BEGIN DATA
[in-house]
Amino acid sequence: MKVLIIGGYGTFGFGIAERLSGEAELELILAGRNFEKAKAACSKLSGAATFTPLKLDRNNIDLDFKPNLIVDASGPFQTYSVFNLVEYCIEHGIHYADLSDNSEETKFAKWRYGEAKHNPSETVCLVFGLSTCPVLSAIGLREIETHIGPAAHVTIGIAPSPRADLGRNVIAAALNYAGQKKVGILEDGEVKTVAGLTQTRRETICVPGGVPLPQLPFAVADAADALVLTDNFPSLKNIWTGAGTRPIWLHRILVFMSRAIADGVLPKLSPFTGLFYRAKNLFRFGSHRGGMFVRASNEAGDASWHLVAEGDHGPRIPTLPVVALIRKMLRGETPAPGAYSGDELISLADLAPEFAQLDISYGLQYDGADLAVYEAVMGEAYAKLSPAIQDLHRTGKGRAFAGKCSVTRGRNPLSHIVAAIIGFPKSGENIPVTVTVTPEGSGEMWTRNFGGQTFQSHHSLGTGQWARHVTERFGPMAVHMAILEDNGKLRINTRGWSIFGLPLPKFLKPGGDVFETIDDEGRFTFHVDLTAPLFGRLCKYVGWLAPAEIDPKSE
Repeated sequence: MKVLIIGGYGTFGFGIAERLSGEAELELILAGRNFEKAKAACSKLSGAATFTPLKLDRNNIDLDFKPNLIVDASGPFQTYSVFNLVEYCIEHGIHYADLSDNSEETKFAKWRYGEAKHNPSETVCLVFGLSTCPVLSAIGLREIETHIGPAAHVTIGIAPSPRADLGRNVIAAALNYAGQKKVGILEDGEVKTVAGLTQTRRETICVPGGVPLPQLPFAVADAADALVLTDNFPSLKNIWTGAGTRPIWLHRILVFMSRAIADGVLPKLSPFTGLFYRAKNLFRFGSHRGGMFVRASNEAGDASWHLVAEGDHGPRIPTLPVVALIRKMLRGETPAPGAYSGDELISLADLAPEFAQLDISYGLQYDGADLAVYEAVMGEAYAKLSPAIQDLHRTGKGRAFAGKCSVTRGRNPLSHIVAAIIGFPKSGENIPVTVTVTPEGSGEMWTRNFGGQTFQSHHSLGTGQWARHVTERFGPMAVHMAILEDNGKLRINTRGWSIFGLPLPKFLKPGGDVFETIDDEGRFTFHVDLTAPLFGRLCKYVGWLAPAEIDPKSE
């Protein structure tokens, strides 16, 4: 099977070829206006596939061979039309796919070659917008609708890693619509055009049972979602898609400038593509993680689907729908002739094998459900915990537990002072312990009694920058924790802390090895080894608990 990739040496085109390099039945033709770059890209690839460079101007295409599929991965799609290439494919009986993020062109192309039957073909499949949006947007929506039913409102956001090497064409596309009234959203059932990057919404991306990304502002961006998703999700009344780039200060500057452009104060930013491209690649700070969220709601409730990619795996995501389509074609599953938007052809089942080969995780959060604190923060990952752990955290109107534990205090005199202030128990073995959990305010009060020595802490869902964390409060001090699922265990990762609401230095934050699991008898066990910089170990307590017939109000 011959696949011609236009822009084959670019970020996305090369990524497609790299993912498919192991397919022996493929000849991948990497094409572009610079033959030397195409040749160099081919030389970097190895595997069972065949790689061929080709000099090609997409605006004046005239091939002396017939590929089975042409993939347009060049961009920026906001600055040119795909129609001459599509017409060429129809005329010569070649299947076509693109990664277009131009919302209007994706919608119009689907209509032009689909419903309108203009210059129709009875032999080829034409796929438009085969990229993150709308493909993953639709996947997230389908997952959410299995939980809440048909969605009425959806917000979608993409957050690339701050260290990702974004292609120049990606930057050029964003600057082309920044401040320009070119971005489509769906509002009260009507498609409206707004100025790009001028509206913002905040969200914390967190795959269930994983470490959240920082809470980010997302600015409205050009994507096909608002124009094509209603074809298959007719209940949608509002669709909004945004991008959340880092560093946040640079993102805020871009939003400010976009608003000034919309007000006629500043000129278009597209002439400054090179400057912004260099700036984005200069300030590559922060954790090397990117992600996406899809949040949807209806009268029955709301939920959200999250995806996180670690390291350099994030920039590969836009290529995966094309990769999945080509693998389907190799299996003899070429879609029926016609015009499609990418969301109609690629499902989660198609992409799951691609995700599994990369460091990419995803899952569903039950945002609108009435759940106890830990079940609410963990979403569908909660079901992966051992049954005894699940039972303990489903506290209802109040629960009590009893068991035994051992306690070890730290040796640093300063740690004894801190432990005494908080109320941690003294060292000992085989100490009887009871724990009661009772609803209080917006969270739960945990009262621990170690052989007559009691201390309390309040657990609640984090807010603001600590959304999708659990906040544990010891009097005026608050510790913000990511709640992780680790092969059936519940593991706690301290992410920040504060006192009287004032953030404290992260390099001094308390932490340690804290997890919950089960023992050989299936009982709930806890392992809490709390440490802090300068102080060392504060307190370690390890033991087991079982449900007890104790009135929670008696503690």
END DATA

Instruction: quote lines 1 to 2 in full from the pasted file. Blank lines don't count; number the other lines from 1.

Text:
[in-house]
Amino acid sequence: MKVLIIGGYGTFGFGIAERLSGEAELELILAGRNFEKAKAACSKLSGAATFTPLKLDRNNIDLDFKPNLIVDASGPFQTYSVFNLVEYCIEHGIHYADLSDNSEETKFAKWRYGEAKHNPSETVCLVFGLSTCPVLSAIGLREIETHIGPAAHVTIGIAPSPRADLGRNVIAAALNYAGQKKVGILEDGEVKTVAGLTQTRRETICVPGGVPLPQLPFAVADAADALVLTDNFPSLKNIWTGAGTRPIWLHRILVFMSRAIADGVLPKLSPFTGLFYRAKNLFRFGSHRGGMFVRASNEAGDASWHLVAEGDHGPRIPTLPVVALIRKMLRGETPAPGAYSGDELISLADLAPEFAQLDISYGLQYDGADLAVYEAVMGEAYAKLSPAIQDLHRTGKGRAFAGKCSVTRGRNPLSHIVAAIIGFPKSGENIPVTVTVTPEGSGEMWTRNFGGQTFQSHHSLGTGQWARHVTERFGPMAVHMAILEDNGKLRINTRGWSIFGLPLPKFLKPGGDVFETIDDEGRFTFHVDLTAPLFGRLCKYVGWLAPAEIDPKSE